Expand carbon tax, contain fish farms: Horgan

Juan de Fuca MLA John Horgan releases his environmental platform in Victoria Wednesday

VICTORIA – Admitting his party was wrong to campaign against the carbon tax on fossil fuels, NDP leadership candidate John Horgan has called for the tax to be extended to large industrial emitters.

Releasing what he called the first environmental platform of any leadership candidate from either party, Horgan also pledged a moratorium on new run-of-river power projects and “transitioning away” from open-pen fish farms off the B.C. coast.

Horgan denied that he is advocating the shutdown of existing fish farms. He said closed-containment technology using bags suspended in the ocean is developing, and existing leases for net-pen salmon farms will eventually expire.

“Closed containment is the only way I can see the aquaculture industry surviving in the long term,” he said.

Horgan wants a review of existing contracts with private hydro power producers. He also proposed setting up a new division of BC Hydro he calls BC Renewables, to develop publicly owned small and medium-sized hydro, wind, solar and tidal power projects.

Cement plants, natural gas plants and other large emitters of carbon dioxide pay the tax on fuel they use in vehicles and machinery, but the emissions from industrial processes were exempted when the tax was introduced in 2008. Horgan wants to end that exemption, but he acknowledges that B.C. risks pushing investment in carbon-intensive plants to Alberta or Washington state.

“The oil and gas sector is doing very well in British Columbia,” Horgan said. “The cement industry were active opponents to the carbon tax. I would sit down with carbon-intensive industries and determine what’s in the best interests of them continuing to provide employment and investment in British Columbia, but not exclusively to their benefit.”

Carbon tax revenues on gasoline and other fuels are currently offset by personal income tax cuts and credits for low-income earners. Horgan said he would use expanded carbon tax revenues to fund transit and subsidies to improve home insulation and take old cars off the road.

Just Posted

Sailings filling up on Northern Sea Wolf

There is a strong demand for the service

New ownership group presents Mount Timothy Resort plans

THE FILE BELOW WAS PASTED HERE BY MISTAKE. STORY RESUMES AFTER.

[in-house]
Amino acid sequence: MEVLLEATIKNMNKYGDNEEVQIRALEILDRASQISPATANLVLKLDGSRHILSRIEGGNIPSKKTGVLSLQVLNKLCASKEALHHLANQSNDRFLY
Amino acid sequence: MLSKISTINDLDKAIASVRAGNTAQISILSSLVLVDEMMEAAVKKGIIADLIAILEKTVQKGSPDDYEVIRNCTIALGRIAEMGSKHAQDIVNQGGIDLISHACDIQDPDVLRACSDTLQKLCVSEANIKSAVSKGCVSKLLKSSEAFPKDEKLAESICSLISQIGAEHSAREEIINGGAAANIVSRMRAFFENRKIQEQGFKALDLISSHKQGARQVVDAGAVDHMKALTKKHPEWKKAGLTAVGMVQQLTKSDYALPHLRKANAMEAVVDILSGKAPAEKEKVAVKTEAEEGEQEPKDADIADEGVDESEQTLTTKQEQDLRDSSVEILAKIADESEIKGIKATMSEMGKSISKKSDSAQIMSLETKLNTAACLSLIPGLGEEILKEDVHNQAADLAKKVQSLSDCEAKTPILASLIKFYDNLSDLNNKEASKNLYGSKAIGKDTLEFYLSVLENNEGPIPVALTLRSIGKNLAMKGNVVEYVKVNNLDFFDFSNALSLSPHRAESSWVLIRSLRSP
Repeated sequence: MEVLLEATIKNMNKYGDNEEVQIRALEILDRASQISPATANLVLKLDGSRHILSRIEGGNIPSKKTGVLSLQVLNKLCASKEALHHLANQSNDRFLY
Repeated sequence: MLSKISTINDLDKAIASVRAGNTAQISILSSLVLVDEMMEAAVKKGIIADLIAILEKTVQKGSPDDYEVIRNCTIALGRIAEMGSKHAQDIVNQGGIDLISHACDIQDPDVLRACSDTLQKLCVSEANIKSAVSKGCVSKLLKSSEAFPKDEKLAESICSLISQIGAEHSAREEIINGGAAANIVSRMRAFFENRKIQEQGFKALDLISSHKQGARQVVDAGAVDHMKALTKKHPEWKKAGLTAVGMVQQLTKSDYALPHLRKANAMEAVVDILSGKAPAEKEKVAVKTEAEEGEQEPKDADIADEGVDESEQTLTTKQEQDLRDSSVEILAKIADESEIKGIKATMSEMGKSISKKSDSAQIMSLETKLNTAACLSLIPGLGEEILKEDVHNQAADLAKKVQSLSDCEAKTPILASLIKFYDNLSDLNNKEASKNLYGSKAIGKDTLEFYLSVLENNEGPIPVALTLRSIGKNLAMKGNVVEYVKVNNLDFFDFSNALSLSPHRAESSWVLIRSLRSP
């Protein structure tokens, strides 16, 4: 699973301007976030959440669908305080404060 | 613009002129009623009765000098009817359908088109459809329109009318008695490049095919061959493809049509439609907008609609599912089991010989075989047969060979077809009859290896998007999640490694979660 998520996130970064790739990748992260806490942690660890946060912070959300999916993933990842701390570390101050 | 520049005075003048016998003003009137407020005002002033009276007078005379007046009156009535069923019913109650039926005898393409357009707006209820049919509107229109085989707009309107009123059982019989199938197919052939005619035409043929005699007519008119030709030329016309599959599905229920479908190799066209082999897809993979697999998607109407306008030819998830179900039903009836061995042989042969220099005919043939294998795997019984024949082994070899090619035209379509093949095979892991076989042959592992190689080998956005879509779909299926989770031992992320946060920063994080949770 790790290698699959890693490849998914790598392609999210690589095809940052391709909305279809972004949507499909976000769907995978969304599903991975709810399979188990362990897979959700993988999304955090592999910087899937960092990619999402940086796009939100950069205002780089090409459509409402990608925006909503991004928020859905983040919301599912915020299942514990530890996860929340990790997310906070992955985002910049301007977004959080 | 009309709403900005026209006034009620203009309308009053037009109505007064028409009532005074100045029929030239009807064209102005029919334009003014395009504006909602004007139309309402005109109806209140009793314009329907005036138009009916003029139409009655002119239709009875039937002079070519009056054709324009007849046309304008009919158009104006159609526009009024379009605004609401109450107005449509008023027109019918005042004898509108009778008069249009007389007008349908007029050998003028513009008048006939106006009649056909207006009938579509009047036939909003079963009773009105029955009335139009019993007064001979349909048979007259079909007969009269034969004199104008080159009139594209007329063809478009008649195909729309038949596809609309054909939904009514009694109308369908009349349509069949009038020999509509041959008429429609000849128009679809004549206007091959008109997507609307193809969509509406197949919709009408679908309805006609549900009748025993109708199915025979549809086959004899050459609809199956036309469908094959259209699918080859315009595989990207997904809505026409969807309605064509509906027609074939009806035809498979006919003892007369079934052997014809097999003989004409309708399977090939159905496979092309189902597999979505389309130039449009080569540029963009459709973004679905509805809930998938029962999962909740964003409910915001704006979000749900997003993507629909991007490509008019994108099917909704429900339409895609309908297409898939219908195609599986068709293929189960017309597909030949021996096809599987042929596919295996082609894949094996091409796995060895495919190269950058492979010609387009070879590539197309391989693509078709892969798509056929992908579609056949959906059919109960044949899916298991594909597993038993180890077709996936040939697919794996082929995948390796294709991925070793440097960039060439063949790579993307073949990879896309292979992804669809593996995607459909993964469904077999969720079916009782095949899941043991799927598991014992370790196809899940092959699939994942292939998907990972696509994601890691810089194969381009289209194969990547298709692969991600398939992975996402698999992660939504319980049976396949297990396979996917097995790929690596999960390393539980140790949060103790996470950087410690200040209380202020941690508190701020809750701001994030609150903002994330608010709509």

‘More activity and more people on the hill means more fun’

Thunderstorms in forecast for much of Cariboo Chilcotin

Special weather statements, concerns of flash flooding, for southern B.C. regions

Two Nuxalk artists awarded YVR Art Foundation scholarships

Several Nuxalk artists have won the award, some more than once

Convicted animal abuser to return to B.C. court May 21

Catherine Jessica Adams is facing a breach of probation charge

VIDEO: Protesters in Penticton gather to rally against sleeping-on-sidewalk bylaw

The proposed bylaw would outlaw sitting or lying on the city’s downtown sidewalks

Raptors beat Bucks 100-94 to advance to franchise’s first-ever NBA Finals

Leonard has 27 points, 17 boards to lead Toronto past Milwaukee

Third person charged in death of B.C. teen Bhavkiran Dhesi

Inderdeep Kaur Deo facing charge of accessory after the fact to murder

Kamloops girl, 9, recovering from carbon monoxide poisoning now out of ICU

Her mother who was sleeping in the same tent with her did not survive

‘I think he’s still alive’: B.C. mom pleads for help finding son last seen a month ago

Family offering $5,000 reward for information leading to the safe return of Tim Delahaye

New poll suggests one-third don’t want politicians to wear religious symbols

Local politicians shouldn’t be allowed to wear hijabs, crucifixes or turbans on the job, survey suggests

Raptors fans far from home adjust plans to watch pivotal playoff game

Raptors currently lead the playoff series 3-2, and a win Saturday would vault them into NBA finals

PHOTOS: First responders in Fernie rescue baby owl who fell from nest

The baby owl’s inability to fly back to its nest prompted a rescue by first responders

Five takeaways from the Court of Appeal ruling on B.C.’s pipeline law

It’s unclear how many tools are left in B.C.’s toolbox to fight the project

Most Read